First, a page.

Rhodia, a subsidiary of Solvay, and Brazil's National Bioethanol Science and Technology Laboratory (CTBE) have joined forces to develop chemical routes and processes to acquire molecules of a high added value from sugarcane biomass.
The research, which will be carried out at CTBE, will focus on the development of chemical blocks now used in various applications and markets that the Solvay Group operates in, to replace non-renewable sources with biomass for the production of these substances.
CTBE research head Maria Teresa Barbosa said that the technologies will be developed on a laboratorial scale for the first two years, followed by improvements at CTBE's process development pilot plant.
Barbosa further said that the project in bio-based chemistry will also comprise computational simulations at the virtual sugarcane bio-refinery (BVC).
Rhodia will offer its proficiency in the chemical sector to develop new routes to high added-value molecules.
The Banco Nacional do Desenvolvimento Econômico e Social (BNDES), Brazil's state-owned development bank, will provide R$7m ($3.7m) over three years for the project.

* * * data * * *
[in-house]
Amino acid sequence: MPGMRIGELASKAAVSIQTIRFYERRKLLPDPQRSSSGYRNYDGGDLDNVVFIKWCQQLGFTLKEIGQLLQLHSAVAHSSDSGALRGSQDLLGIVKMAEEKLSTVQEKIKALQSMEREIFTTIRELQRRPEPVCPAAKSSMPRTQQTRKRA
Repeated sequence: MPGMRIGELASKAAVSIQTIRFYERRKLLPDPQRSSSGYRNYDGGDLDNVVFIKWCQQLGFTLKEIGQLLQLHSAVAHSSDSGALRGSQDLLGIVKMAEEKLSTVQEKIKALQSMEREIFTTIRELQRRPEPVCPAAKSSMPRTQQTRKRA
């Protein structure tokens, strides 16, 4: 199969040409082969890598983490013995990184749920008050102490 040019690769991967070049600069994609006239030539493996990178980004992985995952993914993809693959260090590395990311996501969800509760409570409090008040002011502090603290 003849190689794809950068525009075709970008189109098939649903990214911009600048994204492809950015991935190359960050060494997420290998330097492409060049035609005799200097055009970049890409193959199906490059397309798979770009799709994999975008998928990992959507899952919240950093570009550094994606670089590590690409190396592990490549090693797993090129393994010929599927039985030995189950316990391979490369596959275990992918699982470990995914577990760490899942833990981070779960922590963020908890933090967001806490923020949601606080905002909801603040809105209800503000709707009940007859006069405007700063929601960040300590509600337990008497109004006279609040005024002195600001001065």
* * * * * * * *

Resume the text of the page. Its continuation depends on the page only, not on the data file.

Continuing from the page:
Rhodia research and development director for Latin America Thomas Canova, said the collaboration has brought together two organisations for comprehensive development of bio-based chemistry in Brazil.
"This initiative combines the group's belief in the growing importance of the chemistry based on renewable raw materials, and our focus on value creation", Canova added.
Founded to contribute to Brazil's bioethanol production, CBTE perceives sugarcane as a source of carbon which can be converted into fuels and various products for the food, chemical, and pharmaceutical industries.